Saturday, March 3, 2012

Review: The Grief of Others by Leah Hager Cohen

The Grief of Others
Author: Leah Hager Cohen
Published: September 15, 2011
Genre: contemporary fiction
Hardcover: 384 pages
Source: borrowed from the library

My Rating: 3 stars

Synopsis (from GoodReads): The Ryries have suffered a loss: the death of a baby just fifty-seven hours after his birth. Without words to express their grief, the parents, John and Ricky, try to return to their previous lives. Struggling to regain a semblance of normalcy for themselves and for their two older children, they find themselves pretending not only that little has changed, but that their marriage, their family, have always been intact. Yet in the aftermath of the baby's death, long-suppressed uncertainties about their relationship come roiling to the surface. A dreadful secret emerges with reverberations that reach far into their past and threaten their future. The couple's children, ten-year-old Biscuit and thirteen-year-old Paul, responding to the unnamed tensions around them, begin to act out in exquisitely- perhaps courageously-idiosyncratic ways. But as the four family members scatter into private, isolating grief, an unexpected visitor arrives, and they all find themselves growing more alert to the sadness and burdens of others-to the grief that is part of every human life but that also carries within it the power to draw us together.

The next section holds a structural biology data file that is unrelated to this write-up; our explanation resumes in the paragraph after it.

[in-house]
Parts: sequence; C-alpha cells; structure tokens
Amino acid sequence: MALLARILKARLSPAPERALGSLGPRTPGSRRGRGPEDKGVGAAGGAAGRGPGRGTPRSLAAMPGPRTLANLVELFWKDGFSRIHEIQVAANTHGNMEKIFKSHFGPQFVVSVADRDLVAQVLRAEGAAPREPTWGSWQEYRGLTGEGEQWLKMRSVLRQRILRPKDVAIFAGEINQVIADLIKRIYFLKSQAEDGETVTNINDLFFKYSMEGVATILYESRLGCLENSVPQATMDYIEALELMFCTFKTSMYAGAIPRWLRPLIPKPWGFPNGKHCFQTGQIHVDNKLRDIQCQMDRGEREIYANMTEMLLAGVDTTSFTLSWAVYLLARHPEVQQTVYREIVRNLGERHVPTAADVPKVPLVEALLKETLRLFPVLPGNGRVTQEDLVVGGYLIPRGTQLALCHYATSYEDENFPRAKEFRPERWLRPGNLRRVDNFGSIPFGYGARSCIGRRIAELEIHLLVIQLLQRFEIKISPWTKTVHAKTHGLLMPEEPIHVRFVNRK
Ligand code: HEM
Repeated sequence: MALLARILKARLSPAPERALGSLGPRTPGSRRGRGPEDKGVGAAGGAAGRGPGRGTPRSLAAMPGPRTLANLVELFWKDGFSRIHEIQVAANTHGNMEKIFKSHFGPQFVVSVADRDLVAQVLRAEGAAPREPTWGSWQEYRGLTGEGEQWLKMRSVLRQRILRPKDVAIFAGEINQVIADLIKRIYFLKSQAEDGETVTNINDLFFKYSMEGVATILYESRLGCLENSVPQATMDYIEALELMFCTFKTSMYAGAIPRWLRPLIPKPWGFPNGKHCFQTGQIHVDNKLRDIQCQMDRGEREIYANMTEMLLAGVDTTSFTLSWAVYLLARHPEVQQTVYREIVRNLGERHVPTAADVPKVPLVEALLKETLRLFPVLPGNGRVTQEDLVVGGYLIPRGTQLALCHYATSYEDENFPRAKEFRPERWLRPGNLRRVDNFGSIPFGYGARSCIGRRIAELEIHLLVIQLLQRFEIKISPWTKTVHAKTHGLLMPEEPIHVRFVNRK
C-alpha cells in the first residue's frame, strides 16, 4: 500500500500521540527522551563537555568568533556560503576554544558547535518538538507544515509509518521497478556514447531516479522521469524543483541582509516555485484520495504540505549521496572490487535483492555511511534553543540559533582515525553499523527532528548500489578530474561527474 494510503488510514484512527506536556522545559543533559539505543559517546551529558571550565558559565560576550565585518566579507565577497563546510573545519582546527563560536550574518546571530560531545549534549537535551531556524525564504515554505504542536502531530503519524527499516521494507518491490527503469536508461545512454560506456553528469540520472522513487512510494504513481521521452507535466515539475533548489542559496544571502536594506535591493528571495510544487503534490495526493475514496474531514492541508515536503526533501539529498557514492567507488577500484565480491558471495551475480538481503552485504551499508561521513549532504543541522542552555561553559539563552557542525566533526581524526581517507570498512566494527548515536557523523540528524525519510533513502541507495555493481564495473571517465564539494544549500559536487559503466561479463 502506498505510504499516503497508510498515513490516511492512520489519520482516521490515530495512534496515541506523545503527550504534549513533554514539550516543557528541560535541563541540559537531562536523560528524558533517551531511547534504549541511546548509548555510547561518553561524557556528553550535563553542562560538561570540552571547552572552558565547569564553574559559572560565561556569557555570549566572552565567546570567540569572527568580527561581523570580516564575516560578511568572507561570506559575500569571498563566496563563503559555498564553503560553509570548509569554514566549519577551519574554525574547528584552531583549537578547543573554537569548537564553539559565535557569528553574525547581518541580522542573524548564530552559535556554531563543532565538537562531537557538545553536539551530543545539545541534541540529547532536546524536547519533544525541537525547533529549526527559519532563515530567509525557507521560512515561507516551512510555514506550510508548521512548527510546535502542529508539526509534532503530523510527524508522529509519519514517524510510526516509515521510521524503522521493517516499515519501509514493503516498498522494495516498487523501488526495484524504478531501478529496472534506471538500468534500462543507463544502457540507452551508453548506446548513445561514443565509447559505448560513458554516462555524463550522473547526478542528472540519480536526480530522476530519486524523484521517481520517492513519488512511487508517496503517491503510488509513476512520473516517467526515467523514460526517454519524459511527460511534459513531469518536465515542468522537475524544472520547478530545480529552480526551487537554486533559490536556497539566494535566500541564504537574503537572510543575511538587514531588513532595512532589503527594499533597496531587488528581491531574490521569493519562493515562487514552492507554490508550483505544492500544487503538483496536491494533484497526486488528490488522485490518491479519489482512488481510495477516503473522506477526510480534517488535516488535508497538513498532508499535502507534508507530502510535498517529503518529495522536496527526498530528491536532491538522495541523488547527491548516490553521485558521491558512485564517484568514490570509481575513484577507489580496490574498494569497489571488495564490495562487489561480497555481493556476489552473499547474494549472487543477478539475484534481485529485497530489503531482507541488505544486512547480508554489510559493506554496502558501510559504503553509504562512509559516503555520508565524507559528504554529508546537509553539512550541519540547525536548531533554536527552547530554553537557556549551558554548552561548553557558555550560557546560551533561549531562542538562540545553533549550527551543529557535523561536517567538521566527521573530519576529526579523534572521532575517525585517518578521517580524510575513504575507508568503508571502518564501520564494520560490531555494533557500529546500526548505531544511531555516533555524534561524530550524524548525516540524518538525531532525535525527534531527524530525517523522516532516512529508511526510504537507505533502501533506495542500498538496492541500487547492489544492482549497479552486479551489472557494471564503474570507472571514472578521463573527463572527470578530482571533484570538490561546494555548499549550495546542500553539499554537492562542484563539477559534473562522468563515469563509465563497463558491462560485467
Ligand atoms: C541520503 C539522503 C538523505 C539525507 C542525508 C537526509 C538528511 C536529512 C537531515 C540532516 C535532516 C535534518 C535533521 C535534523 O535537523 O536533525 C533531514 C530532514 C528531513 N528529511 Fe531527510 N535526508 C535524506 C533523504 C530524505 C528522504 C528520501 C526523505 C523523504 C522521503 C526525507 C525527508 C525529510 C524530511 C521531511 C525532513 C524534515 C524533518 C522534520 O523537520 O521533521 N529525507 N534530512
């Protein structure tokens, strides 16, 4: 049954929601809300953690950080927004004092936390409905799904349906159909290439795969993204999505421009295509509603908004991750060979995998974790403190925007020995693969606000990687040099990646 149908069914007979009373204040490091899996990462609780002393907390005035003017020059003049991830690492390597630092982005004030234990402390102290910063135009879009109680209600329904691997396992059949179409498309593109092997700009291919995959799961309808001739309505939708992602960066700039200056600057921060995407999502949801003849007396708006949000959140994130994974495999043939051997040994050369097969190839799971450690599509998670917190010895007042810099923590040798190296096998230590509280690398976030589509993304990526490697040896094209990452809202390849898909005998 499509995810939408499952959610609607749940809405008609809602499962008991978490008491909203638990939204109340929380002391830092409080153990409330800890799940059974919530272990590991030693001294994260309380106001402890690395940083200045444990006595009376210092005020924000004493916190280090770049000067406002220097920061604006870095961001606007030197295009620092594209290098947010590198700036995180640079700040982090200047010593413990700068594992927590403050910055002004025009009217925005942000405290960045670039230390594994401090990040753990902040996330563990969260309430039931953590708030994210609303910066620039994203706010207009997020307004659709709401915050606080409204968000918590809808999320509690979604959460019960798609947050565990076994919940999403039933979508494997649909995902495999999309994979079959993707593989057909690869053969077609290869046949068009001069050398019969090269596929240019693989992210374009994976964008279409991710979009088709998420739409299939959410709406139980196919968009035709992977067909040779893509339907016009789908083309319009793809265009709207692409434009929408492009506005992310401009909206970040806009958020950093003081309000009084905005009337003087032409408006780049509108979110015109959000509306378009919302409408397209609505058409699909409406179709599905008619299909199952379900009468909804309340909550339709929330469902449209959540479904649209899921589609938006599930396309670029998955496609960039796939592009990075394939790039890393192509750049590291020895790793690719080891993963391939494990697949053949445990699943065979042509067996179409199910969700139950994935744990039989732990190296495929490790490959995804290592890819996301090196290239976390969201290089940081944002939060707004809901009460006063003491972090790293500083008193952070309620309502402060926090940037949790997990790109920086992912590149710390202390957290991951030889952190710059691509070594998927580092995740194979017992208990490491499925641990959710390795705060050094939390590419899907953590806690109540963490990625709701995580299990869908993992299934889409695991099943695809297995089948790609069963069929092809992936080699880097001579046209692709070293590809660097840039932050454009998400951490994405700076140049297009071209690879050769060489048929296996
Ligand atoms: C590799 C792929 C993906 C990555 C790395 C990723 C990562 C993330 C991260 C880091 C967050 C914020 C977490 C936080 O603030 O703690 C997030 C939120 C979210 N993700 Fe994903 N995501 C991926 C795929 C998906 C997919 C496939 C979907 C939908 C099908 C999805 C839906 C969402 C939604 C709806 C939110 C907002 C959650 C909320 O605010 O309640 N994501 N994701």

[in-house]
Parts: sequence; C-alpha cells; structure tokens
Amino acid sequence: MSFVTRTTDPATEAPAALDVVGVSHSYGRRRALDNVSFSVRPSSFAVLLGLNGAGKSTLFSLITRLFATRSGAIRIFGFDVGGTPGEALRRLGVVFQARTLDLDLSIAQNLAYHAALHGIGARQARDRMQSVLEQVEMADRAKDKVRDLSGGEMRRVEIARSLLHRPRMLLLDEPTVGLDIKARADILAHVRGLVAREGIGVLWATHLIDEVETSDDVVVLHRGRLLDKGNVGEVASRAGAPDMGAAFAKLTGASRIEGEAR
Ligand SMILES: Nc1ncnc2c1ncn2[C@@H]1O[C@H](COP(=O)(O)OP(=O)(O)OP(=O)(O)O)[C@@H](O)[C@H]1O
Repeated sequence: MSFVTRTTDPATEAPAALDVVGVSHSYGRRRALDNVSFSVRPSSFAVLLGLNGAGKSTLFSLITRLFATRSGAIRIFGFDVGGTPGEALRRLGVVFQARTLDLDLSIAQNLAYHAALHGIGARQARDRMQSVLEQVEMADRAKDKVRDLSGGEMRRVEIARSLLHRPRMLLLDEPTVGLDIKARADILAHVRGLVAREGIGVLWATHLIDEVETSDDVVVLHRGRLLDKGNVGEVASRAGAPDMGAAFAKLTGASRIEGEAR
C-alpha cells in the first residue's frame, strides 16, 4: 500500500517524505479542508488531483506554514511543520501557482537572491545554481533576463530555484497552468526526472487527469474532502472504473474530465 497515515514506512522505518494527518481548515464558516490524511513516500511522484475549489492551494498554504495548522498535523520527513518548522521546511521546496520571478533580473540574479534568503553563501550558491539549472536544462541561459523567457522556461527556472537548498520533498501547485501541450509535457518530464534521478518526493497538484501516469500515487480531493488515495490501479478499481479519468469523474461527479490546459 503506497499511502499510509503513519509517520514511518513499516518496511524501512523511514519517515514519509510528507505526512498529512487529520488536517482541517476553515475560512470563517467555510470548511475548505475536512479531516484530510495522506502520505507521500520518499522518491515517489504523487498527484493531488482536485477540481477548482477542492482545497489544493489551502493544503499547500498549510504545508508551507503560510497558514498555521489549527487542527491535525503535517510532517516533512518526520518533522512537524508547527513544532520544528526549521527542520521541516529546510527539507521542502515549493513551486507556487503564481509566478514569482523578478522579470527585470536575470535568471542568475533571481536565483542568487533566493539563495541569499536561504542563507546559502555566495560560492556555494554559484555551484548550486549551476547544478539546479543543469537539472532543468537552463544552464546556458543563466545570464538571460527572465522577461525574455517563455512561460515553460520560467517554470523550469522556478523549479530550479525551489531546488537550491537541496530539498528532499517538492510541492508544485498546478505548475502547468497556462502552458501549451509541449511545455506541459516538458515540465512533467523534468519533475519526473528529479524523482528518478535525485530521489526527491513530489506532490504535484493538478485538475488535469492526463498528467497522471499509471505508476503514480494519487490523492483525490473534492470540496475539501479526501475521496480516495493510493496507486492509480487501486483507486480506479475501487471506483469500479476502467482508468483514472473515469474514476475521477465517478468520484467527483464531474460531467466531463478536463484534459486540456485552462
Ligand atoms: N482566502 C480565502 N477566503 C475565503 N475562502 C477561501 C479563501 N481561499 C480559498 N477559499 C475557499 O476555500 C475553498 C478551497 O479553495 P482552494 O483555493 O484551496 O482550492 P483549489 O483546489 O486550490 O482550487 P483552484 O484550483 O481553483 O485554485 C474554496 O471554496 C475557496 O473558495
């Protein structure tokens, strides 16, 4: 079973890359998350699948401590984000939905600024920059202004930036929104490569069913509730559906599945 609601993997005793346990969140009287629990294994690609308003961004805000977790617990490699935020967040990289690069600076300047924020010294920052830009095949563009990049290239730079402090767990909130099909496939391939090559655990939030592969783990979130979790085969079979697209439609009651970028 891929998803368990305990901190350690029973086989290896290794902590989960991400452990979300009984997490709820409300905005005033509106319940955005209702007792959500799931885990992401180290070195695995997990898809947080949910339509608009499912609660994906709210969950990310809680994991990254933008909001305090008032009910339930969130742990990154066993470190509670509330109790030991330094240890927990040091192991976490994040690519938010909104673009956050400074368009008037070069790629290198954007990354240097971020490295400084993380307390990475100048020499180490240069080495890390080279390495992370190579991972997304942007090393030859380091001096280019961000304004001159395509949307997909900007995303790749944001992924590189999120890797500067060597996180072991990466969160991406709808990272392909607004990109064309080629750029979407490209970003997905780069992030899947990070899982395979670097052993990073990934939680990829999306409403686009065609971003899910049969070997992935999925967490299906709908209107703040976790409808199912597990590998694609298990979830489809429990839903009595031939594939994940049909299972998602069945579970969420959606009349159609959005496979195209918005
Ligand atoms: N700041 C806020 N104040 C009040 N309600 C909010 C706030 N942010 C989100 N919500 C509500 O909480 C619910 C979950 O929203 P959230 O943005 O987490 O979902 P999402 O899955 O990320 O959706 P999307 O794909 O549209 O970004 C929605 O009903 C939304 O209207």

My Thoughts: I had heard mixed reviews from other bloggers, so when I had a chance to read this book, I figured why not. Some people really liked it, others thought it was missing something. While I don't fall into either category, it was something that I found to be an enjoyable read but a bit decadent at times. The story is told in chunks of time, alternating between the present, last year (when the family lost their newborn baby), and a few years before that. Each character gets a chance to voice their story and how they are handling their lives. I found that some of the characters were far too developed for their age (Biscuit in particular), others were right on, and others left me confused as to what their purpose was in the story.

As the title implies, the main theme in this book is grief. It's not only about how this one family deals with the death of their baby, but a young man who lost his father, and a young girl who discovers she is pregnant but not sure what she wants to do. It's definitely a sad story, so don't hope for a happy ending, but it's moving and being able to see how different family members cope with loss is something that I really enjoyed. I didn't like the ending, and I think that I might have liked the book more if the ending weren't so hypothetical. A good piece of contemporary fiction and one that is sure to make you think about how people handle grief in their own way.

1 comment:

  1. I remember reading mixed reviews also, think I have this on my Wishlist and forgot about it, hmmm may not get read. Thanks for your thoughts.